Before I had children, I would frown upon kiasu parents who vied for top schools for their children. I was confident (too confident) that I would take the road less traveled and not conform. Several years later, now a mom to an 8-year-old school-going daughter and a 20-month-old tot, I found my own beliefs challenged recently. And it was a sobering experience because I was forced to re-evaluate my family’s values system.
My daughter goes to an all-girls school but not one of the top in Singapore. When she got her end-of-the-year results recently, she did well enough to be placed in the top class of her cohort for Primary 3 next year. I learned that one of her classmates applied for a transfer to a top girls’ school. So, the thought of doing the same for my daughter crossed my mind. And the whole saga began……
I started to ask my friends whose children are in that school, I checked out the school and called the admin staff to ask about the procedure. I was elated to learn that though the application had closed, the school was willing to let us submit our application within the same day. Ah… that was when I started to dream (fantasize, actually) of how well my daughter would do academically like sweeping prize awards every year, being the top student in school and better still, clinching a scholarship that will pay for her university education!
I was more than happy to remain in that fantasy until my dear husband posed me a few questions and knocked some good sense into me. He said to me: “Don’t just ask which school the child needs to be in to excel. We also need to mull over whether the school she’s in needs her.” For a few seconds, I looked at him and thought to myself, “What kind of question is that?” Then he went on to explain that some mission schools, like the one our daughter attends, take in students of a wide range of academic abilities, while others accept only the top band of students. The former find it hard to retain their brighter students because the environment in the school is “less stimulating” than that of the latter. But if the brightest and the best think only of what’s best for themselves and leave for academically stronger schools, then the schools that take in average students will struggle to find student leaders of sufficient caliber to lead and inspire their peers. Being in a top school does not necessarily elevate her confidence in life. That was a revelation and paradigm shift for me.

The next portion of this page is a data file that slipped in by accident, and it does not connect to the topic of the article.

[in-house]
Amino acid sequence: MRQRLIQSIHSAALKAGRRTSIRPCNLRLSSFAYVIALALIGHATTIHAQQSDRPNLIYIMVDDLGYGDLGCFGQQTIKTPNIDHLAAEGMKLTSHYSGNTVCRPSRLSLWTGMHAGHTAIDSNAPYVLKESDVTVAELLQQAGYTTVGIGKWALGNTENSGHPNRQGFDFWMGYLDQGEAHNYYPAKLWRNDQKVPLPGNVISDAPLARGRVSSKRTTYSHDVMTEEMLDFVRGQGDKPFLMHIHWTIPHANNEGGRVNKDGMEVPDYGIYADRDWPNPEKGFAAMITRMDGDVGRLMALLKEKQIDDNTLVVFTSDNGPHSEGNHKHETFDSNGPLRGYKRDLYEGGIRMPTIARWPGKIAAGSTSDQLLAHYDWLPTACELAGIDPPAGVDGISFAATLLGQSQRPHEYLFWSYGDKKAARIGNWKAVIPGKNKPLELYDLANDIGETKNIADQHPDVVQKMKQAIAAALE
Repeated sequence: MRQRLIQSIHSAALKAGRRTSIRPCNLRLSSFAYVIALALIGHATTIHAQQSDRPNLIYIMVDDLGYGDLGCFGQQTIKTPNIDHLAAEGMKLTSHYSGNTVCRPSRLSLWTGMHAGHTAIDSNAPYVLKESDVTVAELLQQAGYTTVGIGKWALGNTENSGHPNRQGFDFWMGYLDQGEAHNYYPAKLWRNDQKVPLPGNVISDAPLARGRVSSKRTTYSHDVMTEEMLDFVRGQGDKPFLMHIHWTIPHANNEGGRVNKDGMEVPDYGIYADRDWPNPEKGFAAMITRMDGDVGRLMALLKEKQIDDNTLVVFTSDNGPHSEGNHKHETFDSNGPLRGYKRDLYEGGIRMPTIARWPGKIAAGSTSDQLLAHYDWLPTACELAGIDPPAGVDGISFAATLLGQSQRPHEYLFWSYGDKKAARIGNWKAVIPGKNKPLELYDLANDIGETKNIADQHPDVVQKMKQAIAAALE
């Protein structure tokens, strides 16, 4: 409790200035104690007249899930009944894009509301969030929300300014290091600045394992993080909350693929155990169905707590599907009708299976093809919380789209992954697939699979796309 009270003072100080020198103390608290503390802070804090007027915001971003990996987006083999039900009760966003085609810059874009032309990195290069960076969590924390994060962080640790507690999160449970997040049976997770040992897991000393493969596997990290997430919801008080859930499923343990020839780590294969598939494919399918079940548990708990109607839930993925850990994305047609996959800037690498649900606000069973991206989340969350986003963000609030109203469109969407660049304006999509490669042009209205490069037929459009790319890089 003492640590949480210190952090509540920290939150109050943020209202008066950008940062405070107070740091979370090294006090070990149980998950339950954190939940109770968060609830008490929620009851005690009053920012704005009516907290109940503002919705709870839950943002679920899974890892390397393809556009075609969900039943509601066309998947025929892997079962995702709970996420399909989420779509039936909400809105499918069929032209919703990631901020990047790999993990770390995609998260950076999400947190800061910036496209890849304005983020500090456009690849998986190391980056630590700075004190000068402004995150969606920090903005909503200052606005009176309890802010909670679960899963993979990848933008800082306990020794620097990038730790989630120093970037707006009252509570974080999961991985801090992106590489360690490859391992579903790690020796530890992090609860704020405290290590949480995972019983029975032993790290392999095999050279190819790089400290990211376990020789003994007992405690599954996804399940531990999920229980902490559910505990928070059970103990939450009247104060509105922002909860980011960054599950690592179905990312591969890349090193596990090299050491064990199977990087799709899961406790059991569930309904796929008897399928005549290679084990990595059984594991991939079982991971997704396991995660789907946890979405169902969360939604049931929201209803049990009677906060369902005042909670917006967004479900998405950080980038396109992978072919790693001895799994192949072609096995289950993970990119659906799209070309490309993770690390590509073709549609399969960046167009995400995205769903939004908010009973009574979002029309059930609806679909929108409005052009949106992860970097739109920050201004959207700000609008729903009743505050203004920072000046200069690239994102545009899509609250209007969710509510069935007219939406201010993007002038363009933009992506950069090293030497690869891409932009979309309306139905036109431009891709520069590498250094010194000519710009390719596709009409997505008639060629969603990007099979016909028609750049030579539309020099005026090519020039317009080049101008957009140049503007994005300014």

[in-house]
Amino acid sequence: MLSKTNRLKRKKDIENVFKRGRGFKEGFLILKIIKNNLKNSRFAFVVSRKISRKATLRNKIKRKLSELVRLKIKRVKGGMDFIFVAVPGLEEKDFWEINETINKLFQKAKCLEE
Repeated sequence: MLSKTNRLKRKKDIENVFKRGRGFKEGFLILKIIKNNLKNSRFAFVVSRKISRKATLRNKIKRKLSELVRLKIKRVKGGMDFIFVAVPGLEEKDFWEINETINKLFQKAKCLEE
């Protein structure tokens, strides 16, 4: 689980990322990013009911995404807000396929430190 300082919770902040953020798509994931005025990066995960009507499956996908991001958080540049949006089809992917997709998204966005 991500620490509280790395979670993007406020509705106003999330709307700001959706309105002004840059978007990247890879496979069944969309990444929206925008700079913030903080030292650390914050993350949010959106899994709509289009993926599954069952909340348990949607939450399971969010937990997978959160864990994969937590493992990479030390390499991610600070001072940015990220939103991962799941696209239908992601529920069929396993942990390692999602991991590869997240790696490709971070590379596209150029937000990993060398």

My husband himself was from a mission boys’ school that was (and is) not academically the top in Singapore. He did very well in his studies and CCAs but opted to go to the Junior College (JC) affiliated with his secondary school out of a sense of loyalty and a desire for continuity. Very few people understood his decision, including his parents. They thought he was throwing away his chances for success at the ‘A’ levels, but things turned out otherwise.
Their proudest moment was when he emerged as top student in his JC and he clinched a government scholarship to study at a top UK University. Ironically, when he went there, he confessed that his self-confidence took a great knock as he found himself feeling small even stupid in comparison to those around him who, in his words, “had brains the size of planets”!
Hence, his words carry more weight and I, the “not-so-wise” other half, must take heed! So, I have abandoned the idea of submitting the application to that top school (for now ;-)).